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* TSX ends down 2.37 percent at 7,629.17
* Decline wipes out all of Wednesday gains
* U.S. bank concerns and weaker oil blamed for selloff (Adds comments, details, official numbers)
By Frank Pingue
TORONTO, March 5 (Reuters) - Toronto's main stock index closed lower on Thursday, relinquishing all the gains made during the previous session, as nagging concerns about the global economic outlook shook the resource-heavy index.
Financial issues headlined the Toronto Stock Exchange's latest decline with investors uneasy about the status of major U.S. banks. Energy shares also contributed to the selloff as oil prices tumbled on concerns about demand.
News that China opted not to announce an expansion of its economic stimulus plan got the Toronto index off to a lower start as hopes for new stimulus measures by Beijing had supported equity rallies in the previous session.
Thursday's selloff was the latest display of how little confidence investors have in stocks, considering the index has been unable to string together any sustainable gains after falling earlier this week to its lowest level in more than five years.
"We had a bounce yesterday in tandem with global markets and so we've basically unwound that rally," said Fergal Smith, managing market strategist at Action Economics.
"Yesterday, the market took some insurance against the possible addition of a China stimulus plan, so when that didn't materialize overnight, equity markets globally turned lower and so Canada tracked Wall Street lower."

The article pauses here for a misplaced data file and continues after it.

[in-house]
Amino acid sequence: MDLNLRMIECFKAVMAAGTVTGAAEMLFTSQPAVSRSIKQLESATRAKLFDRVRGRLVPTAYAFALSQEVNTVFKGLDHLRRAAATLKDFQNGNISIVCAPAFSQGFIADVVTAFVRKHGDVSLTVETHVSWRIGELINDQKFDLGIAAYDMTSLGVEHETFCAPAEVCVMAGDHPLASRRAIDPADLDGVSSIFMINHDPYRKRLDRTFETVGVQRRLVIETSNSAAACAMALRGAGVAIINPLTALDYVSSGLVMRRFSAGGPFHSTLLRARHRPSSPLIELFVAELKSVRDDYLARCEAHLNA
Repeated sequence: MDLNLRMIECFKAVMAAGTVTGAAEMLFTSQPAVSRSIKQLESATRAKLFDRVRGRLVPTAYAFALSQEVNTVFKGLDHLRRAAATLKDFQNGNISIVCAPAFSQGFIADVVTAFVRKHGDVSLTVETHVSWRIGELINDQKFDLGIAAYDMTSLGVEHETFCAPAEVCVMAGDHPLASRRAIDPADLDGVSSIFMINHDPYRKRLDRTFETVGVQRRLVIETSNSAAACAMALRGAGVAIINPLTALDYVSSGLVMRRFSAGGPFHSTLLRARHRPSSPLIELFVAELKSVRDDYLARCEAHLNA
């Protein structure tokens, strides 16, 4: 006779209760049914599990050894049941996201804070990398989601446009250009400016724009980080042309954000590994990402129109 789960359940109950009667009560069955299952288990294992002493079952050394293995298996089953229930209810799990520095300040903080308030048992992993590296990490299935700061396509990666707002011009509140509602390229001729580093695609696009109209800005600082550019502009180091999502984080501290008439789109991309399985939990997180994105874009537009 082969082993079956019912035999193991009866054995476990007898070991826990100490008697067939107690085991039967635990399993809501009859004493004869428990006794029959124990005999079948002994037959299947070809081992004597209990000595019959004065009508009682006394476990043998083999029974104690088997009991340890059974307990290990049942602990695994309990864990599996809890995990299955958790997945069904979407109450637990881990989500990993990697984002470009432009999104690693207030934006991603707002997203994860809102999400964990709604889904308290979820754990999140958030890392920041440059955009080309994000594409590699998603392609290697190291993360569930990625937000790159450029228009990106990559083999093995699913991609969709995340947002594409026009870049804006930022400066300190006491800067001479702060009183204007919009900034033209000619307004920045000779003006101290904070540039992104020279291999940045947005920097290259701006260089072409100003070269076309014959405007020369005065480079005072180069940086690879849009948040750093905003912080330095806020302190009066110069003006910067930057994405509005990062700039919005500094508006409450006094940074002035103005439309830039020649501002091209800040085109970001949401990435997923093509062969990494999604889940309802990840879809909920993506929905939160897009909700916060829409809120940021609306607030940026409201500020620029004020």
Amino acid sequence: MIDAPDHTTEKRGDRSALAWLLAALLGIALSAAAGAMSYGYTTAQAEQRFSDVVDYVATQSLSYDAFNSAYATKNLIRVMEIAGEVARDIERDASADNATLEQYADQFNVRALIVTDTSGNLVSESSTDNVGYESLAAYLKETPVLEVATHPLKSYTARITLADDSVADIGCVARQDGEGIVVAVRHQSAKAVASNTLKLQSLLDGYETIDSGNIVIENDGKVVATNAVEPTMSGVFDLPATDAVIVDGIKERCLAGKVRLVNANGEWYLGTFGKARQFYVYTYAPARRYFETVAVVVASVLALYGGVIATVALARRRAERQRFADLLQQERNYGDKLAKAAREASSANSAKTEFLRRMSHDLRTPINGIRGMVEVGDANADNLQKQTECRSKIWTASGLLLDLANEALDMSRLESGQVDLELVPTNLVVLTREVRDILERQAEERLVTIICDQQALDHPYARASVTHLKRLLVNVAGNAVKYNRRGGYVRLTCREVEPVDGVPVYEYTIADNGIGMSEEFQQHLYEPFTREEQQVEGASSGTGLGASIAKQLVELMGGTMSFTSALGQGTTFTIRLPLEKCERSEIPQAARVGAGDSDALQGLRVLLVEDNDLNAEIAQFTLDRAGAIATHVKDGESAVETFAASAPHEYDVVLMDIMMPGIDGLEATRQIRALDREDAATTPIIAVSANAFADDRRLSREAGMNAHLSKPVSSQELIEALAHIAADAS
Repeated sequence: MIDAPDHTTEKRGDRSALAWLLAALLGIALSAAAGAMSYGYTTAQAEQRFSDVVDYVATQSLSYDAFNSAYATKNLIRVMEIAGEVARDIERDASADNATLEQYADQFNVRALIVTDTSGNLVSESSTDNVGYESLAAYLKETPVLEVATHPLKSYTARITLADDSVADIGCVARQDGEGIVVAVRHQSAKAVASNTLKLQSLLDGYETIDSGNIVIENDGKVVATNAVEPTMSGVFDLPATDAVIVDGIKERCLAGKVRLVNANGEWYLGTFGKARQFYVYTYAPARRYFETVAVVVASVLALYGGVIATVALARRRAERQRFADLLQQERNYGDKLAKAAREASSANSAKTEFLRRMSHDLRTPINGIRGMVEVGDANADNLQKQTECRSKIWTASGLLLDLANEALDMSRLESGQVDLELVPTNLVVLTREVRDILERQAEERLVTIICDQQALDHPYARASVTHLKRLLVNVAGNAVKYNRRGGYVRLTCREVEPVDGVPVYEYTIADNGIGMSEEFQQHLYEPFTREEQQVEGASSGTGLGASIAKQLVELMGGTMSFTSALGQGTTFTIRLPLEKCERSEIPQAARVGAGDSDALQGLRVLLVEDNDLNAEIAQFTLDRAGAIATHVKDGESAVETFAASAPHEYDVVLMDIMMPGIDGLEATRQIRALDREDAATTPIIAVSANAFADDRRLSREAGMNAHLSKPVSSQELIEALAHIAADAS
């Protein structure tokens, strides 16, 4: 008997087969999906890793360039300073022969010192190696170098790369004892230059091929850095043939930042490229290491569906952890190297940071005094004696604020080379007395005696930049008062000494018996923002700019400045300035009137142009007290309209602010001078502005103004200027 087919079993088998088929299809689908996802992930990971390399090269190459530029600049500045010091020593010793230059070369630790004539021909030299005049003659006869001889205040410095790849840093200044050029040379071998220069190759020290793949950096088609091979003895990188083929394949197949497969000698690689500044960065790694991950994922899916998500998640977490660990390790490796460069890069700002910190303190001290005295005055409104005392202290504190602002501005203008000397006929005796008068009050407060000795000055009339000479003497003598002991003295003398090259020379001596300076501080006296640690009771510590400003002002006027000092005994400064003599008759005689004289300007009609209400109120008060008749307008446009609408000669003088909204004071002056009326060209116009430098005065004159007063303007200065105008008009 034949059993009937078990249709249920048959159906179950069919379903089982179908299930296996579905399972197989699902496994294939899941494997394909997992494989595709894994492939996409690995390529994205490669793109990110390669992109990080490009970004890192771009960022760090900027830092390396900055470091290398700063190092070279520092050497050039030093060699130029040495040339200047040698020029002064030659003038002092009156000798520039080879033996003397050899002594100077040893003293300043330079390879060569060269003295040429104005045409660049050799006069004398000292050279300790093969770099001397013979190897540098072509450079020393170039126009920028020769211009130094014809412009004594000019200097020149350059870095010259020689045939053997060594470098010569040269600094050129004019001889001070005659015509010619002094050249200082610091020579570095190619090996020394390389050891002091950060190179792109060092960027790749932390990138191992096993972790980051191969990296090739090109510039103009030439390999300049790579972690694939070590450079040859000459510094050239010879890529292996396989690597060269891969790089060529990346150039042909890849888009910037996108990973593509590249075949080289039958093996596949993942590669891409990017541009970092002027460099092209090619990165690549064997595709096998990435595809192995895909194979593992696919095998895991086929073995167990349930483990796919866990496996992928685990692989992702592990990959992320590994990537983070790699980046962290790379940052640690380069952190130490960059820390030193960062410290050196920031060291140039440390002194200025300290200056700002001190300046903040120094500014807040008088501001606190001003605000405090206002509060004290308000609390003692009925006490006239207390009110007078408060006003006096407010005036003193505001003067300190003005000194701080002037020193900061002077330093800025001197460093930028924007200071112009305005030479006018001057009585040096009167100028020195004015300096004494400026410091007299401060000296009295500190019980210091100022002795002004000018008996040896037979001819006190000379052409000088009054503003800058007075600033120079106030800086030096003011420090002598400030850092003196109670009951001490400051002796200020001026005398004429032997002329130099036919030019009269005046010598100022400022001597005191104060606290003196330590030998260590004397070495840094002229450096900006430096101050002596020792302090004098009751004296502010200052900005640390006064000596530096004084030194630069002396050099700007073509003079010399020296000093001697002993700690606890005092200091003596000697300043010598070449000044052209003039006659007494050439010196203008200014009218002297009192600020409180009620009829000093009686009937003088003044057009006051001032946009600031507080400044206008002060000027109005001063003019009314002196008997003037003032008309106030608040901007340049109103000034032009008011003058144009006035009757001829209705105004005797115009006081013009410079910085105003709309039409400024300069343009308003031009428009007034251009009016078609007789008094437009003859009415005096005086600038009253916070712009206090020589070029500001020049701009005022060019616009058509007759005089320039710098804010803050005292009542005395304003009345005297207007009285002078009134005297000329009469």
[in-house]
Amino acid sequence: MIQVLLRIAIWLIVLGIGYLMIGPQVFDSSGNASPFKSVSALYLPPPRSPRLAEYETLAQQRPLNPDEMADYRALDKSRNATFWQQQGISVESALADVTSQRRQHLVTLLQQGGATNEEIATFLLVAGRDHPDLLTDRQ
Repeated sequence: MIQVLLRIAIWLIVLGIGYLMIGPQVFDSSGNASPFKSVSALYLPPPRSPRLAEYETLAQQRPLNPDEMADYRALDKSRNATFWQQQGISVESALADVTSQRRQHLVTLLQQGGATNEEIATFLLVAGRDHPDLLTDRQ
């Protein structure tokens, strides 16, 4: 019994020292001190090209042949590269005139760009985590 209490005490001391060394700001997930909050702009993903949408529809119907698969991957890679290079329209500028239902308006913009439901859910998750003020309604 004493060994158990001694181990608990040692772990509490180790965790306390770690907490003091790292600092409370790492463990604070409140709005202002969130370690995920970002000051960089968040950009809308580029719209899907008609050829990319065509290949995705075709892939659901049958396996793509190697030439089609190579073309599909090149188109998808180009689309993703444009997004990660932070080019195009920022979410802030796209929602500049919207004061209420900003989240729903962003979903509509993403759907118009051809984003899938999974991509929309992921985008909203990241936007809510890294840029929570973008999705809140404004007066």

News from General Motors (GM.N), warning of possible bankruptcy, and nagging concerns about the fate of the U.S. banking system were also key issues that sent investors out of stocks.
The S&P/TSX composite index .GSPTSE closed down 185.58 points, or 2.37 percent, at 7,629.17, on the heels of a 183-point, or 2.4 percent, rally on Wednesday.
Nine of the TSX's 10 sectors ended lower. The financials index fell 4.97 percent, the steepest drop among all groups, while energy stocks ended down 3.09 percent.
The only gainer on the day was the materials sector, up 3.22 percent on strength in gold mining issues as the price of gold jumped more than 2 percent.
The U.S. government is intervening with a massive stimulus package to try and snap the economy's alarming downward spiral. But investors have yet to show much interest in moving back into equities with any degree of confidence.
"People don't trust the government responses to the problems and they just don't want to take any risk," said Mario Richard, senior portfolio strategist at Sceptre Investment Counsel. "And (the stock market fall is) driven by the lack of confidence in the financial institutions in the United States and probably Europe and Asia." (Editing by Peter Galloway)